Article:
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A lack of knowledge and an overwhelming feeling of hopelessness.
Those are the two biggest obstacles facing communities trying to reduce methamphetamine use and manufacturing, according to Terry Stinson, prevention specialist for RiverValley Behavioral Health Regional Prevention Center in Owensboro.
“A community can overcome these obstacles by understanding that there are solutions to addressing methamphetamines,” he said. “This can be done when community members are willing to make a stand on this issue. That is done through awareness on all areas of methamphetamine issues from manufacturing, use and treatment, to prevention strategies presently used by communities across Kentucky and the nation that work.”
Stinson is a consultant and community trainer with the Methamphetamine Prevention Enhancement Site (MPES), created in 2009 to assist communities across Kentucky in using the latest evidence-based knowledge for meth prevention programs, practices and policies.
Along with MPES manager Gary Hall, Stinson presents a program called “The Ice That Burns: Community Strategies for Combating Methamphetamine.”
The program will be offered from 8:30 a.m. to 5 p.m. April 14 at the Grant County Extension Office.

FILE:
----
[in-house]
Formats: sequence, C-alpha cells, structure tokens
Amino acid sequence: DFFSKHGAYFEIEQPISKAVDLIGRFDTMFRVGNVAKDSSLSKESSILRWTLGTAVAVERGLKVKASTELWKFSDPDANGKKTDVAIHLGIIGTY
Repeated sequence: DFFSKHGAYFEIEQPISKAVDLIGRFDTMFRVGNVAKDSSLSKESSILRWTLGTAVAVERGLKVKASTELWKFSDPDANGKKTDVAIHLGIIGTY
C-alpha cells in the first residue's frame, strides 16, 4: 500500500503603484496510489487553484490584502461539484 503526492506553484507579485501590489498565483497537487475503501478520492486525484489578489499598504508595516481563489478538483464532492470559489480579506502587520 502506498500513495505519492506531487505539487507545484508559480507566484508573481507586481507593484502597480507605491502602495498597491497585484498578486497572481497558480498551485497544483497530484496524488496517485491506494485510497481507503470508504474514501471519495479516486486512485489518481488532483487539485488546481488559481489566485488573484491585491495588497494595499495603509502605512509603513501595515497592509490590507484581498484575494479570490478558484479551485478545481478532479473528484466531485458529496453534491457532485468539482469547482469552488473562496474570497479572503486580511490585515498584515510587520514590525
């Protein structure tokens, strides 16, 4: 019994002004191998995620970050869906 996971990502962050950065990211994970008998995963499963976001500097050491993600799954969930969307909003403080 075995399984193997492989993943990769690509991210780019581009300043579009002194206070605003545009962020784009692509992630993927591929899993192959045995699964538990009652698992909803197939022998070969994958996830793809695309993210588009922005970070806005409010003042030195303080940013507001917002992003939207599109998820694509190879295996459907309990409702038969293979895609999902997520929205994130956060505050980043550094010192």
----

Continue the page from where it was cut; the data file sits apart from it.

“The target audience for Grant County is EVERYONE,” Stinson said. “Methamphetamine is not just a law enforcement, treatment or environmental problem, it affects everyone and it is going to take the whole community to address it.”
Strategies that will be taught include placing barriers on precursors used to make meth, making local businesses aware that some of their products can used to make meth, how community members can report to law enforcement suspected meth labs anonymously and what key groups in a community need to be targeted to give meth awareness trainings to.
While at least six meth labs were located in 2010 in Grant County, Stinson said the numbers alone do not truly show whether or not there is a large meth problem.
It is important to look at other factors, including the number of those seeking treatment for meth abuse and local law enforcement and community input.
“Only 20 percent of the methamphetamine in this country is manufactured in these labs,” Stinson said. “The other 80 percent is imported in from Mexico and other countries.”
The key for the success of “The Ice That Burns” presentation is how each community acts upon the information they learn, said Stinson.
“If a community does not understand all the challenges it faces from methamphetamine, that community becomes complacent with issues and may feel a sense of hopelessness when trying to deal with the meth problems it may have,” he said.
To register for the program, call the NorthKey Regional Prevention Center at 859-283-0952 Ext 110 no later than April 7. Registration costs $10 and includes lunch.